The European Securities and Markets Authority (ESMA) recently published a consultation paper on outsourcing to cloud service providers, which included a number of proposed guidelines.
While firms of all sizes have been outsourcing to the cloud for many years already, the new guidelines are aimed at helping ‘firms and competent authorities identify, address and monitor the risks and challenges that arise from cloud outsourcing arrangements’, the regulator said.
Coming into force from June 2021, they are likely to apply to all ESMA regulated entities, including AIFMs, UCITS and investment firms.
In part 1, we took a look at guidelines 1-3 – governance, due diligence and contracts. This time, we offer analysis of guidelines 4-7 – information security, exit strategies, and access and audit rights.
Guideline 4: Information security – time to bolster your IT?
ESMA recommends that a firm should set information security requirements in its internal policies and procedures and within the cloud outsourcing written agreement. In addition, firms are expected to monitor compliance with these requirements on an ongoing basis, including the protection of confidential, personal or otherwise sensitive data.
This includes access management, encryption, network security, use of application programmable interfaces (APIs) and disaster recovery.
That is certainly an arduous task, and it’s no surprise that firms are bolstering their expertise in these areas. Increasingly, we are seeing asset managers and service providers building out their internal IT teams with cloud expertise.
Often the work of this team is stretched across many activities, including creation and management of data interfaces, ongoing due diligence, IT questionnaires, and maintenance of legacy inhouse applications.
In some cases, we see management companies outsourcing Information Security due diligence to a specialist third party firm. Whether outsourcing or not, the directors of the management company have an obligation for information security oversight. The information presented to directors should take the experience of directors into consideration as oftentimes this may be pre-digital and the time available to directors to upskill may be limited.
As discussed in our response to Guideline 1, this is where an ISO 27001 certification can provide assurance. The policies and procedures underpinned by the ISO27001 standard give a set documentation that management can assess and summarise for board presentation.
Guideline 5: Exit strategies – always have a “Plan B”
In the case of outsourcing of critical or important functions, a firm should ensure that it is able to exit cloud outsourcing arrangements without undue disruption to its business activities and services to its clients. Being able to exit should also not cause any detriment to its compliance with the applicable legal requirements, as well as the confidentiality, integrity and availability of its data.
For firms’ partnering with a CSP, therefore, having an exit strategy or “plan B” will always make sense, even if you believe that you’re entering into a long-term partnership. In recent times, AQMetrics has witnessed changes in our marketplace, where competitors have been acquired by market participants, including exchanges. When the CSP is no longer deemed to be core to the strategy of the exchange, a discontinuation of service can occur. This has been especially prevalent with regulatory reporting.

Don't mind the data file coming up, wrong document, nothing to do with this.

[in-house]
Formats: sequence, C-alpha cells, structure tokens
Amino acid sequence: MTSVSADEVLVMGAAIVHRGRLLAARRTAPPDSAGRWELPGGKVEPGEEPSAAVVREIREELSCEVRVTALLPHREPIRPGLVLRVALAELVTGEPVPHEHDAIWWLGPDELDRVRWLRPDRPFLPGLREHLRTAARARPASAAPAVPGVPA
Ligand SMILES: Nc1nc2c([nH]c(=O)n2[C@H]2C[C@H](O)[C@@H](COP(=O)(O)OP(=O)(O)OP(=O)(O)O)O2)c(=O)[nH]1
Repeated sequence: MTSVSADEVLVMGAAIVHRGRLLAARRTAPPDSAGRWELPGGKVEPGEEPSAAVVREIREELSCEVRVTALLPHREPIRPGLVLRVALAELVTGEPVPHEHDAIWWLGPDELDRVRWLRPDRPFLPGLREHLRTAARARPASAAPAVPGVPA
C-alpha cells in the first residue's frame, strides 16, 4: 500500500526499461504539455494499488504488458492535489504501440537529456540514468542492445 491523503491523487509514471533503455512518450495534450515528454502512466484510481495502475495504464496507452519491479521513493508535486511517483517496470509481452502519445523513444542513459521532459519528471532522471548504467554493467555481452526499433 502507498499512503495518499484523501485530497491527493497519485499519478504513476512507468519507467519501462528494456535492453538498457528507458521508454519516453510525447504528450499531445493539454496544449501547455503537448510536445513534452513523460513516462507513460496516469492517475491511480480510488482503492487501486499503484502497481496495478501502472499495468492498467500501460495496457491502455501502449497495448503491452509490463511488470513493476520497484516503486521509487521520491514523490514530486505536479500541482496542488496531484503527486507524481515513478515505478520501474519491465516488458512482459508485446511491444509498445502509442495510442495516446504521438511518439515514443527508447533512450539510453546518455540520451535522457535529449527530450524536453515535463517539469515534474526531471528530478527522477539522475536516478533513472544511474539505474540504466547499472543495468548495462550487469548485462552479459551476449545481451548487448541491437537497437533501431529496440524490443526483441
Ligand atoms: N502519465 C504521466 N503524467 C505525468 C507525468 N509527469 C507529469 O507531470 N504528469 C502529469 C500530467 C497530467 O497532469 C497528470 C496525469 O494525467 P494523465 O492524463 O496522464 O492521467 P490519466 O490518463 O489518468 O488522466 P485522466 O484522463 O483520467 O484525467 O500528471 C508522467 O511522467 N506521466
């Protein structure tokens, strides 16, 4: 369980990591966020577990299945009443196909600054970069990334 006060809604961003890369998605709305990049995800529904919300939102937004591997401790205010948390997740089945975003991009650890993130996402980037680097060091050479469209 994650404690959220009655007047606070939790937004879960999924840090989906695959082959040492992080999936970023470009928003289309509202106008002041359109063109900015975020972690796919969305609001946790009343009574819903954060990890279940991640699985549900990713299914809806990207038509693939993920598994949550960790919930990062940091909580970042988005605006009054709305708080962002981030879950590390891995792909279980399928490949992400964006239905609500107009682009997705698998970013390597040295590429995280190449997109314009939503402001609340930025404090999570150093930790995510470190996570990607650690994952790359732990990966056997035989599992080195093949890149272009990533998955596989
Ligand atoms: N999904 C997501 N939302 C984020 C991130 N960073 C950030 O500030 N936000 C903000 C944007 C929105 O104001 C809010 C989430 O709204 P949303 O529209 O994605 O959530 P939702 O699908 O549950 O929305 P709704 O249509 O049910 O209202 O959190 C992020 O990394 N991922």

In short, be prepared for changes in the market, and know the options that exist. Often these options will include smaller, independent specialist firms that may pose less risk from an unplanned exit, particularly when compared to a cloud service offered by a larger market participant.
You should also be wary of concentration risk. While the third party risk increases with more providers, the concentration risk decreases. It’s important to weigh up this balance.
Guideline 6: Access and audit rights – Trust and communication is key
ESMA recommends that firms should ensure the cloud outsourcing written agreement does not limit the firm’s access and audit rights as well as its oversight options on the CSP. The recommendations acknowledge that third-party certifications and external or internal audit reports made available by the CSP may aid this process.
Consideration needs to be made where cloud solutions present a high level of technical complexity. The firm or a pool of auditors acting on its behalf should have the right skills and knowledge to properly assess the relevant cloud service.
Trust and communication between the CSP and asset manager or asset service provider is key, particularly during the recent Covid-19 crisis. Any significant changes to the operating environment of the CSP, such as their operations now being mostly remote, should be communicated, and vice versa. Without transparency, the critical changes can be difficult to assess, and ongoing due diligence and audits focus in the wrong areas.
If the CSP is certified by independent auditors, the asset manager or service provider should not try to reproduce these audits in-house. Instead, you should rely on the certification and audit carried out by these independent parties.
Because of Covid-19, meanwhile, on-site access may be impossible or impractical, and this is where trust and communication really becomes key. Firms should make sure that they are in regular dialogue with their CSPs to overcome some of these issues, where possible, and to put in contingency plans if any issues are likely to arise.
An independent auditor may help alleviate some of these issues, while firms should pay more attention to the financial wellbeing of their CSPs, particularly without the luxury of on-site inspections, where much of this may be easier to glean.